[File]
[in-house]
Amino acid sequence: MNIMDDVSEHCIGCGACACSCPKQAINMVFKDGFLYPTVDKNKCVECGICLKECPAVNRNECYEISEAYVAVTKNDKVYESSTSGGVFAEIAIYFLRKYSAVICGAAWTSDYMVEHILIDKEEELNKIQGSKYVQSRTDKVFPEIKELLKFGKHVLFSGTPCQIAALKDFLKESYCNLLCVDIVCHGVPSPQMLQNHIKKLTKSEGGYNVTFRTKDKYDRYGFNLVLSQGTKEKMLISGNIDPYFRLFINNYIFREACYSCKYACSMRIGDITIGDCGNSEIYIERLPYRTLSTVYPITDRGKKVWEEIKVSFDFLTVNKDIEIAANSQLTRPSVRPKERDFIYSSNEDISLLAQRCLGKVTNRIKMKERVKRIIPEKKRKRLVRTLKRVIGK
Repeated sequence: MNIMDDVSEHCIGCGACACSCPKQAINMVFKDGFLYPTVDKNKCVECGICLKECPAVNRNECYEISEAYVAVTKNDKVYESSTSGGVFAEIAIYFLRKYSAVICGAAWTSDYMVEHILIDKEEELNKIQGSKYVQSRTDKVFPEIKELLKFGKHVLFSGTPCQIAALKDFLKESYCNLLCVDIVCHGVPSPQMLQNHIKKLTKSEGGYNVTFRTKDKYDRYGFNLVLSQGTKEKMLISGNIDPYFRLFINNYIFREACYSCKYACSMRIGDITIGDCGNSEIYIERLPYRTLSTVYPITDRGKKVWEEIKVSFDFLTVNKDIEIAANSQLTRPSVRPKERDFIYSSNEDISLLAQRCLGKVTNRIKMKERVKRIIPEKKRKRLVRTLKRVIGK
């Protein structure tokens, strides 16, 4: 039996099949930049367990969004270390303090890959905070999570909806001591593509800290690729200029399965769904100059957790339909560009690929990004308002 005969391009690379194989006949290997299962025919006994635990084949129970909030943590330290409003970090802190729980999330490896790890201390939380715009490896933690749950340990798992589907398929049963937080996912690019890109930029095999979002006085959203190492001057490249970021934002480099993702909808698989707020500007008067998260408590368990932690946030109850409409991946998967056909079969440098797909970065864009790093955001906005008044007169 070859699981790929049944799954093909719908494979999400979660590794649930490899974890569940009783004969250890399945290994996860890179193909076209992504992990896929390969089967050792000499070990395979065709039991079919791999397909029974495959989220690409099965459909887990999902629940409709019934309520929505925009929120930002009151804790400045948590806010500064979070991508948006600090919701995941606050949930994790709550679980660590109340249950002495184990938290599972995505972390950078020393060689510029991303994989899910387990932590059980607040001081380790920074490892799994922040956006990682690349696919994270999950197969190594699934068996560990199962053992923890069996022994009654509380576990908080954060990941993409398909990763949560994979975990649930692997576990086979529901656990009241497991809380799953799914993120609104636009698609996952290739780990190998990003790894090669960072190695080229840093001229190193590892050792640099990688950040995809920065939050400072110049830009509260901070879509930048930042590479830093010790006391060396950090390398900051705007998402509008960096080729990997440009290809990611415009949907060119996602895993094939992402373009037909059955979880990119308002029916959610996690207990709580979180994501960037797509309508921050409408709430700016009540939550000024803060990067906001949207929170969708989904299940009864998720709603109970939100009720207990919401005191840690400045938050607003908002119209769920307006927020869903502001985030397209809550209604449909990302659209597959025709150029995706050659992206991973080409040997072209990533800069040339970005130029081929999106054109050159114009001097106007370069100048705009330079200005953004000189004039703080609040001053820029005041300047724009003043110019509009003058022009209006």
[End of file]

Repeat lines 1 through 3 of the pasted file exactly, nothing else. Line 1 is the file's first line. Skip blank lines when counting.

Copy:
[in-house]
Amino acid sequence: MNIMDDVSEHCIGCGACACSCPKQAINMVFKDGFLYPTVDKNKCVECGICLKECPAVNRNECYEISEAYVAVTKNDKVYESSTSGGVFAEIAIYFLRKYSAVICGAAWTSDYMVEHILIDKEEELNKIQGSKYVQSRTDKVFPEIKELLKFGKHVLFSGTPCQIAALKDFLKESYCNLLCVDIVCHGVPSPQMLQNHIKKLTKSEGGYNVTFRTKDKYDRYGFNLVLSQGTKEKMLISGNIDPYFRLFINNYIFREACYSCKYACSMRIGDITIGDCGNSEIYIERLPYRTLSTVYPITDRGKKVWEEIKVSFDFLTVNKDIEIAANSQLTRPSVRPKERDFIYSSNEDISLLAQRCLGKVTNRIKMKERVKRIIPEKKRKRLVRTLKRVIGK
Repeated sequence: MNIMDDVSEHCIGCGACACSCPKQAINMVFKDGFLYPTVDKNKCVECGICLKECPAVNRNECYEISEAYVAVTKNDKVYESSTSGGVFAEIAIYFLRKYSAVICGAAWTSDYMVEHILIDKEEELNKIQGSKYVQSRTDKVFPEIKELLKFGKHVLFSGTPCQIAALKDFLKESYCNLLCVDIVCHGVPSPQMLQNHIKKLTKSEGGYNVTFRTKDKYDRYGFNLVLSQGTKEKMLISGNIDPYFRLFINNYIFREACYSCKYACSMRIGDITIGDCGNSEIYIERLPYRTLSTVYPITDRGKKVWEEIKVSFDFLTVNKDIEIAANSQLTRPSVRPKERDFIYSSNEDISLLAQRCLGKVTNRIKMKERVKRIIPEKKRKRLVRTLKRVIGK